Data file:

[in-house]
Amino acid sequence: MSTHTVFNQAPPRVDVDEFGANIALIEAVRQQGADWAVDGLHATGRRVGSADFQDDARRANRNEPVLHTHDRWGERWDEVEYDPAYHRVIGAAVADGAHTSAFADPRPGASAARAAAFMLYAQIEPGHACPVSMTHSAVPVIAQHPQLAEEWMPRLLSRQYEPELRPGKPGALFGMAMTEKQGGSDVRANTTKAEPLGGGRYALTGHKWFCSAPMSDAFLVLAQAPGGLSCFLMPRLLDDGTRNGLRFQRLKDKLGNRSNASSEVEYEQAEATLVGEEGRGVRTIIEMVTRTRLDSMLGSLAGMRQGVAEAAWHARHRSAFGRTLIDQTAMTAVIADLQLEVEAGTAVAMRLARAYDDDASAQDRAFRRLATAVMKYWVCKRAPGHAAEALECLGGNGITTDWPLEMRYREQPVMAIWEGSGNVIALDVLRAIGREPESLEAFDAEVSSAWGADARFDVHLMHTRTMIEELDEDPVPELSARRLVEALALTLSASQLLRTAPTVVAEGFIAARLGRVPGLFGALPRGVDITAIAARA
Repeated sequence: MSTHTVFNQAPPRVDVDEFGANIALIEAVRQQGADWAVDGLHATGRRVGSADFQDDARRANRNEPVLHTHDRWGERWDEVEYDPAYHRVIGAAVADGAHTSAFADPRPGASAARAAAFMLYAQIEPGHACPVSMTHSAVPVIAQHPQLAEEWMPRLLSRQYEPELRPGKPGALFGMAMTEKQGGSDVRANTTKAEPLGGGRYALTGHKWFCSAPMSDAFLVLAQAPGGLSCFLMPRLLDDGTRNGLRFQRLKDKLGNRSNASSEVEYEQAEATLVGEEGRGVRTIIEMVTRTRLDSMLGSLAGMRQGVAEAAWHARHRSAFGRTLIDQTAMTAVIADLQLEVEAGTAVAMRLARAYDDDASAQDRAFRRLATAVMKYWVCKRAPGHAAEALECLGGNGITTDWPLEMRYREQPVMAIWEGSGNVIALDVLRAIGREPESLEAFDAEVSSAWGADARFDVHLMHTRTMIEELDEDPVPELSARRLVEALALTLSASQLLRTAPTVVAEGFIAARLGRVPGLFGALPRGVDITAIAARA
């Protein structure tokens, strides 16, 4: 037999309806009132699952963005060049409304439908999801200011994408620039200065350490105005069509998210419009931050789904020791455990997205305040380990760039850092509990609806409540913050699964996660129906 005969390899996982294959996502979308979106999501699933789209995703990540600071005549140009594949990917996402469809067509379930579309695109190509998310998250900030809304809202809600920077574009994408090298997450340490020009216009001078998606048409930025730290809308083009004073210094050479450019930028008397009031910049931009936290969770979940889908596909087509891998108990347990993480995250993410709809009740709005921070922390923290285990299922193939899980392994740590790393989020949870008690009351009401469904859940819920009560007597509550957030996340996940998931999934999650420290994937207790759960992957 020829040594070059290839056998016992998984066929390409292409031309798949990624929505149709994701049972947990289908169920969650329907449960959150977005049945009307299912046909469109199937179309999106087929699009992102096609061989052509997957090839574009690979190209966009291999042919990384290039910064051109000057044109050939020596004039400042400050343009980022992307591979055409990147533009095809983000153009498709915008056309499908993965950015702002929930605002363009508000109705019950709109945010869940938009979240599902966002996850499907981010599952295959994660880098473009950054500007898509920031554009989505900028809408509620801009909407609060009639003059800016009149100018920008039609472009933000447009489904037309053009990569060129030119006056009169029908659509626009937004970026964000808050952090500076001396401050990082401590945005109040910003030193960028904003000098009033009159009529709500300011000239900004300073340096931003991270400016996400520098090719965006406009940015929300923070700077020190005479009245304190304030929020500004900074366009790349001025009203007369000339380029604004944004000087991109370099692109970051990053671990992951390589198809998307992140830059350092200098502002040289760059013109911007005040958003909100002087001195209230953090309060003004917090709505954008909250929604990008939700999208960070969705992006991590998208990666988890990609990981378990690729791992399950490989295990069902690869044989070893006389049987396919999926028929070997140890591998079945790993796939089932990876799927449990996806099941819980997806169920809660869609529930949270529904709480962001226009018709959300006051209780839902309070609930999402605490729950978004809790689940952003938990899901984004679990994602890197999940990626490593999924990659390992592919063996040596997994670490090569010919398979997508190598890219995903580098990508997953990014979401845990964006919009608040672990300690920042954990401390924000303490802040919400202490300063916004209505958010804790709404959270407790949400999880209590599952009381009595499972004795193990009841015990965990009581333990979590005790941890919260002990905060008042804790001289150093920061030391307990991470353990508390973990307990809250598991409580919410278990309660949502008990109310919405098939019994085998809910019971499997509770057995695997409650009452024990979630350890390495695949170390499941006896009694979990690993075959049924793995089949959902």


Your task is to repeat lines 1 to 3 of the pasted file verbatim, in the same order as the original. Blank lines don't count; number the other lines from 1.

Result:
[in-house]
Amino acid sequence: MSTHTVFNQAPPRVDVDEFGANIALIEAVRQQGADWAVDGLHATGRRVGSADFQDDARRANRNEPVLHTHDRWGERWDEVEYDPAYHRVIGAAVADGAHTSAFADPRPGASAARAAAFMLYAQIEPGHACPVSMTHSAVPVIAQHPQLAEEWMPRLLSRQYEPELRPGKPGALFGMAMTEKQGGSDVRANTTKAEPLGGGRYALTGHKWFCSAPMSDAFLVLAQAPGGLSCFLMPRLLDDGTRNGLRFQRLKDKLGNRSNASSEVEYEQAEATLVGEEGRGVRTIIEMVTRTRLDSMLGSLAGMRQGVAEAAWHARHRSAFGRTLIDQTAMTAVIADLQLEVEAGTAVAMRLARAYDDDASAQDRAFRRLATAVMKYWVCKRAPGHAAEALECLGGNGITTDWPLEMRYREQPVMAIWEGSGNVIALDVLRAIGREPESLEAFDAEVSSAWGADARFDVHLMHTRTMIEELDEDPVPELSARRLVEALALTLSASQLLRTAPTVVAEGFIAARLGRVPGLFGALPRGVDITAIAARA
Repeated sequence: MSTHTVFNQAPPRVDVDEFGANIALIEAVRQQGADWAVDGLHATGRRVGSADFQDDARRANRNEPVLHTHDRWGERWDEVEYDPAYHRVIGAAVADGAHTSAFADPRPGASAARAAAFMLYAQIEPGHACPVSMTHSAVPVIAQHPQLAEEWMPRLLSRQYEPELRPGKPGALFGMAMTEKQGGSDVRANTTKAEPLGGGRYALTGHKWFCSAPMSDAFLVLAQAPGGLSCFLMPRLLDDGTRNGLRFQRLKDKLGNRSNASSEVEYEQAEATLVGEEGRGVRTIIEMVTRTRLDSMLGSLAGMRQGVAEAAWHARHRSAFGRTLIDQTAMTAVIADLQLEVEAGTAVAMRLARAYDDDASAQDRAFRRLATAVMKYWVCKRAPGHAAEALECLGGNGITTDWPLEMRYREQPVMAIWEGSGNVIALDVLRAIGREPESLEAFDAEVSSAWGADARFDVHLMHTRTMIEELDEDPVPELSARRLVEALALTLSASQLLRTAPTVVAEGFIAARLGRVPGLFGALPRGVDITAIAARA